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Winter Residents and Visitors

  Blue Jay



*Snowflake or Snow Bunting

*Tree Sparrow or Winter Chippy


  Tufted Titmouse

*Cedar Waxwing

  White-breasted Nuthatch

  Downy and Hairy Woodpeckers

*Brown Creeper


  Bob White or Quail


*NOTE.--Snow Buntings migrate to the North the latter part of March; Brown Creepers and Tree Sparrows, from April 1 to 30; Juncos, from April 10 to May 10. Waxwings and Crossbills are irregular visitors.

Our Winter Neighbors

When Summer journeys toward fair southern lands,
Her migrants follow close in roving bands;
Contented, there they dwell, until the Spring
Beguiles them back again on eager wing.

        *         *           *           *            *

Then radiant Autumn, clad in red and gold,
Kills insect swarms with touch both swift and cold;
But o'er the birds that linger, she doth keep
A vigil keen, till she "lies down to sleep."

A bounteous feast of berries, nuts and seeds
With care she hung, on trees and shrubs and weeds;
Old Winter calls the birds to share this cheer
In field and forest, while the days are drear.

Then flaps the noisy crow, with raucous cry;
The jay gleams like a sapphire 'gainst the sky;
The cardinal shines, a ruby in the snow;
To sheltered thickets quails in coveys go.

Slate-colored juncos flock near chickadees;
Nuthatches wander up and down the trees.
Up climb the downy and the creeper small;
The crested titmouse sounds his cheery call.

A flock of waxwings seek the cedar-tree,
Or coral-laden ash or barberry.
The crossbills feast in groves of spruce and pine;
On seeds in meadows winter-sparrows dine.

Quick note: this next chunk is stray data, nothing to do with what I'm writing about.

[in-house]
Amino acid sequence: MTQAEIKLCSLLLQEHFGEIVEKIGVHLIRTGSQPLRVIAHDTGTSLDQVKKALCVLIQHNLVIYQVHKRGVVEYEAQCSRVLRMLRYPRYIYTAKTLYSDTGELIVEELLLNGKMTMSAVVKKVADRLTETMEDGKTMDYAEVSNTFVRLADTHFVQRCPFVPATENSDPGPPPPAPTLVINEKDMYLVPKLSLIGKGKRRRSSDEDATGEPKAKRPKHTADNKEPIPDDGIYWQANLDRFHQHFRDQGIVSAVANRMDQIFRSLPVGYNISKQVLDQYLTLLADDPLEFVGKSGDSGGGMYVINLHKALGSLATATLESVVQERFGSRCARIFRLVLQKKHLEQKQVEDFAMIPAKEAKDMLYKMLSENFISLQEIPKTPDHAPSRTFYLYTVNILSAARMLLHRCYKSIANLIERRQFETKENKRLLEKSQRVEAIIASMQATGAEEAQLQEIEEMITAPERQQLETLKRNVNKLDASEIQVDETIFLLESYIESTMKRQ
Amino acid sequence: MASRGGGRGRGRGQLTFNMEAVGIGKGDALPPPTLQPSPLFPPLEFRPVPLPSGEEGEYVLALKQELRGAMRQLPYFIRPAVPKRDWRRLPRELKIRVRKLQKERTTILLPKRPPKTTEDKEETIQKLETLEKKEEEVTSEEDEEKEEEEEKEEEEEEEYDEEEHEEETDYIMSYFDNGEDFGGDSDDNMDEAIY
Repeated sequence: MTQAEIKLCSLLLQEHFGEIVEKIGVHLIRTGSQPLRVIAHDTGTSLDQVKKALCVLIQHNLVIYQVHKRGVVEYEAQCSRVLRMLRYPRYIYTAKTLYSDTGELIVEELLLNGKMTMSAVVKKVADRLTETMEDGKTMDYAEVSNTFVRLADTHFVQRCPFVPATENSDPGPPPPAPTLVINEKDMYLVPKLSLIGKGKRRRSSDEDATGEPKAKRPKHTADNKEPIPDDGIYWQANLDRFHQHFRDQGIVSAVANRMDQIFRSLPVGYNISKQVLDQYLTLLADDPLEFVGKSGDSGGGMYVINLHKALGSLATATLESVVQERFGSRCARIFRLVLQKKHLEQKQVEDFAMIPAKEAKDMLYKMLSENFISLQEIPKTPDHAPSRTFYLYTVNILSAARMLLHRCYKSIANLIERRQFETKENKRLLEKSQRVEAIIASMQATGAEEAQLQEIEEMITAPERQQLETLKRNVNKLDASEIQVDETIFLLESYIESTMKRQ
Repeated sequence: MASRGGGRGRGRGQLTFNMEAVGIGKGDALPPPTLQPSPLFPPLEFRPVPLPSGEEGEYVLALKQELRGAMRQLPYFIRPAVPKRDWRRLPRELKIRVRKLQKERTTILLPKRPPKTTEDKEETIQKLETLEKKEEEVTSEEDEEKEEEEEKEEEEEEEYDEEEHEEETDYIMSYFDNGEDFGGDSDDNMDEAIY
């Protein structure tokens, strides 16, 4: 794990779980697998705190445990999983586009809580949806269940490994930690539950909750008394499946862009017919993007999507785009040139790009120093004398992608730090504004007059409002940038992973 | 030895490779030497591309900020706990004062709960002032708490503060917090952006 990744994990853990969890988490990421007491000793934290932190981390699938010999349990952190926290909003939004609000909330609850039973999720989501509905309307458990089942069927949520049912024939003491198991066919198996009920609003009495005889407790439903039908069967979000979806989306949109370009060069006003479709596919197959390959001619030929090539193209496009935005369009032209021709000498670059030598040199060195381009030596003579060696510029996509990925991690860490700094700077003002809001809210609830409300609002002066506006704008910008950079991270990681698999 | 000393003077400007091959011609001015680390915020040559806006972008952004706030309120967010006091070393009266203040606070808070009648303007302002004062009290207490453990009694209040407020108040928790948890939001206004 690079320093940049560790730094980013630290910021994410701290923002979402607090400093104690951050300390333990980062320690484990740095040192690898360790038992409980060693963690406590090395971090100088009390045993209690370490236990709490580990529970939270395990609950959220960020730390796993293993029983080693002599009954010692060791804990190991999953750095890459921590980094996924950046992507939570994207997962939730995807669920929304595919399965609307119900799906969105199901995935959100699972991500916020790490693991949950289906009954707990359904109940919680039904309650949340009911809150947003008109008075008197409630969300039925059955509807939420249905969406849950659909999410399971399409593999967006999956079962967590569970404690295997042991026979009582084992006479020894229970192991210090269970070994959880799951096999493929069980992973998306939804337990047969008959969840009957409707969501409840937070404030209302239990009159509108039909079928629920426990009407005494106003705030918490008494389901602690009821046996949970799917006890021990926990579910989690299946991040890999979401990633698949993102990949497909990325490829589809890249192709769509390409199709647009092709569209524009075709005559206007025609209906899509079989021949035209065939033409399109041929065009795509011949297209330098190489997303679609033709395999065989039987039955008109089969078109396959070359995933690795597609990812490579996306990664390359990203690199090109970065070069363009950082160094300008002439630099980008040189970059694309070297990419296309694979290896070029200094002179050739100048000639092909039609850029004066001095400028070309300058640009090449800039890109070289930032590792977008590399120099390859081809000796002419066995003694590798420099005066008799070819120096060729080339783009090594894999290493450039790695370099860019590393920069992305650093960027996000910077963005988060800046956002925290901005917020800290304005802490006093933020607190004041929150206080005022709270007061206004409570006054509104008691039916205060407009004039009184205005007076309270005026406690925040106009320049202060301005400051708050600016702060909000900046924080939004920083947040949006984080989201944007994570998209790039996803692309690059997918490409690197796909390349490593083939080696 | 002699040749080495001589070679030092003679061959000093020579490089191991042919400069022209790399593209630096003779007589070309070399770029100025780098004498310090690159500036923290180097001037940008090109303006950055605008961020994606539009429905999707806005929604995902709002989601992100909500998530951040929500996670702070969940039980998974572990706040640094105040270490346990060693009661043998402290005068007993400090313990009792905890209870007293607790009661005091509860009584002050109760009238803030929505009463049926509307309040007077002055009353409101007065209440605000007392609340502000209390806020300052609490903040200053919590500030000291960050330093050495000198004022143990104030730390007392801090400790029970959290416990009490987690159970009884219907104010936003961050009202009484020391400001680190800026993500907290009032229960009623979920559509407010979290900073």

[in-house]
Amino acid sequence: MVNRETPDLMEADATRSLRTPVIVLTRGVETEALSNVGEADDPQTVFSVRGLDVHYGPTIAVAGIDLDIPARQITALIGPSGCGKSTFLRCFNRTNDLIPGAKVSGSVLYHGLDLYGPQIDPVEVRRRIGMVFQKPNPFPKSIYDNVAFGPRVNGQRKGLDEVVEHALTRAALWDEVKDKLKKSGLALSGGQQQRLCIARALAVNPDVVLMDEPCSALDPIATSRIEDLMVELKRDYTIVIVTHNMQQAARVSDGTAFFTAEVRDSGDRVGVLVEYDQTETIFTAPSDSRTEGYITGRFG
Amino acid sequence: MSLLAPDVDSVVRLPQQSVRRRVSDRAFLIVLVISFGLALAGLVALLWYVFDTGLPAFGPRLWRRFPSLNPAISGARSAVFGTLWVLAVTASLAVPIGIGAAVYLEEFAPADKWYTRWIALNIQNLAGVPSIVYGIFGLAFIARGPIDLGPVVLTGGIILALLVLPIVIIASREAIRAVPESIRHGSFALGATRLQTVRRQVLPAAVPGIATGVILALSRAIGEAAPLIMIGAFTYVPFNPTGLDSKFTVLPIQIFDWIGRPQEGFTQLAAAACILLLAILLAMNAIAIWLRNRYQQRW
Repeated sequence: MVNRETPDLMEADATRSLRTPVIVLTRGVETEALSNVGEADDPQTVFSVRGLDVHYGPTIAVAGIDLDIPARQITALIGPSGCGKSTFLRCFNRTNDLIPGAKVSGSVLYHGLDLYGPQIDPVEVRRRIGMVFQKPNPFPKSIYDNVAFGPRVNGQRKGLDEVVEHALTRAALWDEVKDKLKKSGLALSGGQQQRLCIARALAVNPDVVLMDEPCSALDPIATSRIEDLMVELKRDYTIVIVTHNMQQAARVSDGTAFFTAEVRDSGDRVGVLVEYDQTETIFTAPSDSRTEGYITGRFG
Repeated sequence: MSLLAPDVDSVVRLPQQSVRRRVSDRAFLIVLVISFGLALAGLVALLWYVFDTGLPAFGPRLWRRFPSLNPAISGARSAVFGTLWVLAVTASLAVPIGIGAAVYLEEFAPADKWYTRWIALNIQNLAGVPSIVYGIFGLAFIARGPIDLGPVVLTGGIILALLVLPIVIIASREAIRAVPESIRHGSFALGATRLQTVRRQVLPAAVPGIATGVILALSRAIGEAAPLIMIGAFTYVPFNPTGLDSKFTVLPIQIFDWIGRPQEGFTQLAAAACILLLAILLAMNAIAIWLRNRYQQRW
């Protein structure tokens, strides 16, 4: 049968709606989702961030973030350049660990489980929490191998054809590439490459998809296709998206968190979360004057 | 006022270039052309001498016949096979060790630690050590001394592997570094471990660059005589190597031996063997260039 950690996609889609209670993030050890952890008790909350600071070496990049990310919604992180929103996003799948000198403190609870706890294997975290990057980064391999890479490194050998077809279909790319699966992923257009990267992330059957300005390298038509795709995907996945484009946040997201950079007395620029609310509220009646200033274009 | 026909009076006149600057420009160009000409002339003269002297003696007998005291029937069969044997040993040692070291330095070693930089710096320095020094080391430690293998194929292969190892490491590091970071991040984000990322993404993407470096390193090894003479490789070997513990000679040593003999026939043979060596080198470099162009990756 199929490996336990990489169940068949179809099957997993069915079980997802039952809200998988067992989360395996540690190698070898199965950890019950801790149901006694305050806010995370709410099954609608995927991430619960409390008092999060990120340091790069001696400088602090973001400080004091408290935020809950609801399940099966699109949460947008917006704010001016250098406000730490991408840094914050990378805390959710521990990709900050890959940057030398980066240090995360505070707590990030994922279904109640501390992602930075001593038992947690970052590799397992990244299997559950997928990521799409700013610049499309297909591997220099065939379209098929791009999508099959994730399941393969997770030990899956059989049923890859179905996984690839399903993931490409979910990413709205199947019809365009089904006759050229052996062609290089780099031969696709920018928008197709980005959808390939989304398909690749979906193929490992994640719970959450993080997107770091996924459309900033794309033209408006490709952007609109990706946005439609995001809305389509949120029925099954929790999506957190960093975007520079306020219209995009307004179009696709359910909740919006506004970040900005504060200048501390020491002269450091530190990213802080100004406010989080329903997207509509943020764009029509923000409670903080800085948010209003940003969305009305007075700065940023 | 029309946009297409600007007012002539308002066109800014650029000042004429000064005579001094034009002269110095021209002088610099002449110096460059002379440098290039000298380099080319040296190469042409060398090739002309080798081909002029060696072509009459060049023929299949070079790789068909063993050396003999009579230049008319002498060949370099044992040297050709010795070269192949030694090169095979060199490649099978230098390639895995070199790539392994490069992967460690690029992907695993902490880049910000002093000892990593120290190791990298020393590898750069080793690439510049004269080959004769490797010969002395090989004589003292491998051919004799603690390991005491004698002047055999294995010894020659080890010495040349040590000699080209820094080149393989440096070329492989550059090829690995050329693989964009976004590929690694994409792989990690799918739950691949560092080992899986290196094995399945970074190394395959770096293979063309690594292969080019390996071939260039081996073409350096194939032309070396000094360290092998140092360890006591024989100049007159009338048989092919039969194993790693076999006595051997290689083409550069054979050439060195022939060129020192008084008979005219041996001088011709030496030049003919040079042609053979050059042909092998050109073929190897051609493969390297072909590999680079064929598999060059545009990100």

Their sweet-voiced goldfinch cousins, clad in brown;
The tiny kinglet, with the golden crown;
The owl, the shrike, the soaring hawk so bold,
All brave Old Winter's stirring, stinging cold.

Long bitter nights they hide, when blasts blow keen,
In hollow trunks, or groves of evergreen;
Throughout the dreary days their voices ring,
And life to forests gaunt and chill they bring.


The Blue Jay

A flash of blue, a dash of white,
  Gleam from the branches dead,
As from oaks to beeches and hickories flits
  The jay with the crested head;
Then in crannies the acorns and nuts he stores,
  His winter's feast to spread.

'Tis said he's the dread of the feathered-folk,--
  This robber in bright array--
That they mourn when he drives them from new-built nests,
  Or carries their eggs away,
And cry aloud when he takes their young,
  With his "Yah, yah, jay!"

Devoted is he to his nestlings and mate,
  Or to jays that are feeble and old;
Delightfully gentle his household ways,
  Though his neighbors he loves to scold.
"Pedunkle! Pedunkle! Parlez-vous!"
  Sweet tones his voice can hold.

He's a handsome, noisy, unsociable bird,--
  An amusing mimic and tease;
He's the bane of the sleepy, half-blind owls,
  Till the mischievous fellow they seize;
But in spite of his pranks, we like him well,
  This clever knave of the trees.



The Cardinal

When autumn woods are bare and dead,
A crested bird, of cardinal red,
Sways like an oakdeaf overhead;
  And sighs, "D    d     d
                      r     r      r
                       e     e     e
                        a     a     a
                          r!    r!    r!

When winter woods are white with snow,
And drifts pile high as wild winds blow,
Like flame this torchlike bird doth glow;
  And cries, "W   w    w
                       h    h     h
                         e    e     e
                          w!   w!  w!"

When springtime's crimson buds appear,
And red-gold columbines are here,
This songster welcomes the new year;
  And sings, "C    c    c
                       h    h    h
                        e    e    e
                         e    e    e
                           r!   r!   r!"

When summer's sun sheds scorching beams,
And cardinal flowers beside the streams
Grow wild, this brilliant bird still gleams;
  And whistles, "H    h    h
                           u    u    u
                             e!   e!   e!"



The Junco or Slate-Colored Snowbird

When the first gray days of autumn
   With their chill, have driven away
Many merry bird-musicians